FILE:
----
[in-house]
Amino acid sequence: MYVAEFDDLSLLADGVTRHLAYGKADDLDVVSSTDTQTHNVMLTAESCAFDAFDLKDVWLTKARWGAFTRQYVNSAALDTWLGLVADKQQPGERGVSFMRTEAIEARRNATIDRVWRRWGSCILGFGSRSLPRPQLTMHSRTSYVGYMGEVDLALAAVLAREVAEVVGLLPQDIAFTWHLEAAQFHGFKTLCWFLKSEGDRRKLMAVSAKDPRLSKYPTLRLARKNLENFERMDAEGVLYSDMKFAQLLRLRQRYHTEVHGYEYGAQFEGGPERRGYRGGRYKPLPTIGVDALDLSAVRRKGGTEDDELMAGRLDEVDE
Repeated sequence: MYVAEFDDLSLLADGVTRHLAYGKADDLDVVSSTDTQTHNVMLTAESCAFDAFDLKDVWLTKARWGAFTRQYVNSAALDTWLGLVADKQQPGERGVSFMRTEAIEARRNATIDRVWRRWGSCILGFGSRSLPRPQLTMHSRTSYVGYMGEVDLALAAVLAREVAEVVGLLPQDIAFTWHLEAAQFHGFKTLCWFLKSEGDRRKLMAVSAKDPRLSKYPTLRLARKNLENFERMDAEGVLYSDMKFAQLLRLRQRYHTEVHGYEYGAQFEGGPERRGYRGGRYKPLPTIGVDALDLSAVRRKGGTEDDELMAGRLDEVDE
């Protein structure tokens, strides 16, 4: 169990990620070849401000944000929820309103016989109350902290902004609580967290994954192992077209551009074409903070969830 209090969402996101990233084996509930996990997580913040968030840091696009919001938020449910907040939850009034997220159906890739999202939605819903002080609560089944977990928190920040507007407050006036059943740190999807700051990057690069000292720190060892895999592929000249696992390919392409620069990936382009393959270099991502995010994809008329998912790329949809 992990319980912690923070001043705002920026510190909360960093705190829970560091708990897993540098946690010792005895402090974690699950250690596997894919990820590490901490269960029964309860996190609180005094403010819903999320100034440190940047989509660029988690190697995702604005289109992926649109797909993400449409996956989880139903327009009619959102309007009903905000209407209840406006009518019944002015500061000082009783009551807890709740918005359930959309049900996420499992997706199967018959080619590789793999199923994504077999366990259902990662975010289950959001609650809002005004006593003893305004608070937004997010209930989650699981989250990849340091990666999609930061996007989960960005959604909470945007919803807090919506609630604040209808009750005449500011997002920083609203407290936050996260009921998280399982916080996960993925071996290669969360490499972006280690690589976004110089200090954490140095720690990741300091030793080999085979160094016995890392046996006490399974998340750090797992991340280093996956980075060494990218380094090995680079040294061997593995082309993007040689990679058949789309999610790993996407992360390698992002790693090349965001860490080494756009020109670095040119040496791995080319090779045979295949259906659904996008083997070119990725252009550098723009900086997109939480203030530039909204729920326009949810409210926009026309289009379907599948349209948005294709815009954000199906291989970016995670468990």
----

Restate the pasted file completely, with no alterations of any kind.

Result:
[in-house]
Amino acid sequence: MYVAEFDDLSLLADGVTRHLAYGKADDLDVVSSTDTQTHNVMLTAESCAFDAFDLKDVWLTKARWGAFTRQYVNSAALDTWLGLVADKQQPGERGVSFMRTEAIEARRNATIDRVWRRWGSCILGFGSRSLPRPQLTMHSRTSYVGYMGEVDLALAAVLAREVAEVVGLLPQDIAFTWHLEAAQFHGFKTLCWFLKSEGDRRKLMAVSAKDPRLSKYPTLRLARKNLENFERMDAEGVLYSDMKFAQLLRLRQRYHTEVHGYEYGAQFEGGPERRGYRGGRYKPLPTIGVDALDLSAVRRKGGTEDDELMAGRLDEVDE
Repeated sequence: MYVAEFDDLSLLADGVTRHLAYGKADDLDVVSSTDTQTHNVMLTAESCAFDAFDLKDVWLTKARWGAFTRQYVNSAALDTWLGLVADKQQPGERGVSFMRTEAIEARRNATIDRVWRRWGSCILGFGSRSLPRPQLTMHSRTSYVGYMGEVDLALAAVLAREVAEVVGLLPQDIAFTWHLEAAQFHGFKTLCWFLKSEGDRRKLMAVSAKDPRLSKYPTLRLARKNLENFERMDAEGVLYSDMKFAQLLRLRQRYHTEVHGYEYGAQFEGGPERRGYRGGRYKPLPTIGVDALDLSAVRRKGGTEDDELMAGRLDEVDE
């Protein structure tokens, strides 16, 4: 169990990620070849401000944000929820309103016989109350902290902004609580967290994954192992077209551009074409903070969830 209090969402996101990233084996509930996990997580913040968030840091696009919001938020449910907040939850009034997220159906890739999202939605819903002080609560089944977990928190920040507007407050006036059943740190999807700051990057690069000292720190060892895999592929000249696992390919392409620069990936382009393959270099991502995010994809008329998912790329949809 992990319980912690923070001043705002920026510190909360960093705190829970560091708990897993540098946690010792005895402090974690699950250690596997894919990820590490901490269960029964309860996190609180005094403010819903999320100034440190940047989509660029988690190697995702604005289109992926649109797909993400449409996956989880139903327009009619959102309007009903905000209407209840406006009518019944002015500061000082009783009551807890709740918005359930959309049900996420499992997706199967018959080619590789793999199923994504077999366990259902990662975010289950959001609650809002005004006593003893305004608070937004997010209930989650699981989250990849340091990666999609930061996007989960960005959604909470945007919803807090919506609630604040209808009750005449500011997002920083609203407290936050996260009921998280399982916080996960993925071996290669969360490499972006280690690589976004110089200090954490140095720690990741300091030793080999085979160094016995890392046996006490399974998340750090797992991340280093996956980075060494990218380094090995680079040294061997593995082309993007040689990679058949789309999610790993996407992360390698992002790693090349965001860490080494756009020109670095040119040496791995080319090779045979295949259906659904996008083997070119990725252009550098723009900086997109939480203030530039909204729920326009949810409210926009026309289009379907599948349209948005294709815009954000199906291989970016995670468990």